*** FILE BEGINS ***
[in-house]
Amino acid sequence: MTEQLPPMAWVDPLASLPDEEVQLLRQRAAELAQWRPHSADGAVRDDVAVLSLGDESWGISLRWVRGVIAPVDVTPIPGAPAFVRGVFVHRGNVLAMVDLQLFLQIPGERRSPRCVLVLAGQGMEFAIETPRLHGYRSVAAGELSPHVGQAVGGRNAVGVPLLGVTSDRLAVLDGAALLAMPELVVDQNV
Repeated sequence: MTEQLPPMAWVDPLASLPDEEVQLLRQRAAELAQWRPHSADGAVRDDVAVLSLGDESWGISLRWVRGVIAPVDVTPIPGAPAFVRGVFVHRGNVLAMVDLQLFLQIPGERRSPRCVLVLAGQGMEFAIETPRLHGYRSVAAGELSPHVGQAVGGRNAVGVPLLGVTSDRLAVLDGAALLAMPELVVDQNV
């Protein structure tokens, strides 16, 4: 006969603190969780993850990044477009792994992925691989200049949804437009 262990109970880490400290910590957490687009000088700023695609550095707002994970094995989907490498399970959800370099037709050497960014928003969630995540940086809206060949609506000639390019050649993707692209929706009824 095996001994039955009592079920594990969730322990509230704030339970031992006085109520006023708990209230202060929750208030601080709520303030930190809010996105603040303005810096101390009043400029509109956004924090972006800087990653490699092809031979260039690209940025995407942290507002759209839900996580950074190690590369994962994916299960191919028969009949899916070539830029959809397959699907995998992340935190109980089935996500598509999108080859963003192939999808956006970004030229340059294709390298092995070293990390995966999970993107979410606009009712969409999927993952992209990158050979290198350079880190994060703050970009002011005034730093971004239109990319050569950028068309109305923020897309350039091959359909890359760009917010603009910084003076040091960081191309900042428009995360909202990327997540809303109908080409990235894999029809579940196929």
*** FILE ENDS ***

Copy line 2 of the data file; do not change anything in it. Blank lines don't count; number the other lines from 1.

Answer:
Amino acid sequence: MTEQLPPMAWVDPLASLPDEEVQLLRQRAAELAQWRPHSADGAVRDDVAVLSLGDESWGISLRWVRGVIAPVDVTPIPGAPAFVRGVFVHRGNVLAMVDLQLFLQIPGERRSPRCVLVLAGQGMEFAIETPRLHGYRSVAAGELSPHVGQAVGGRNAVGVPLLGVTSDRLAVLDGAALLAMPELVVDQNV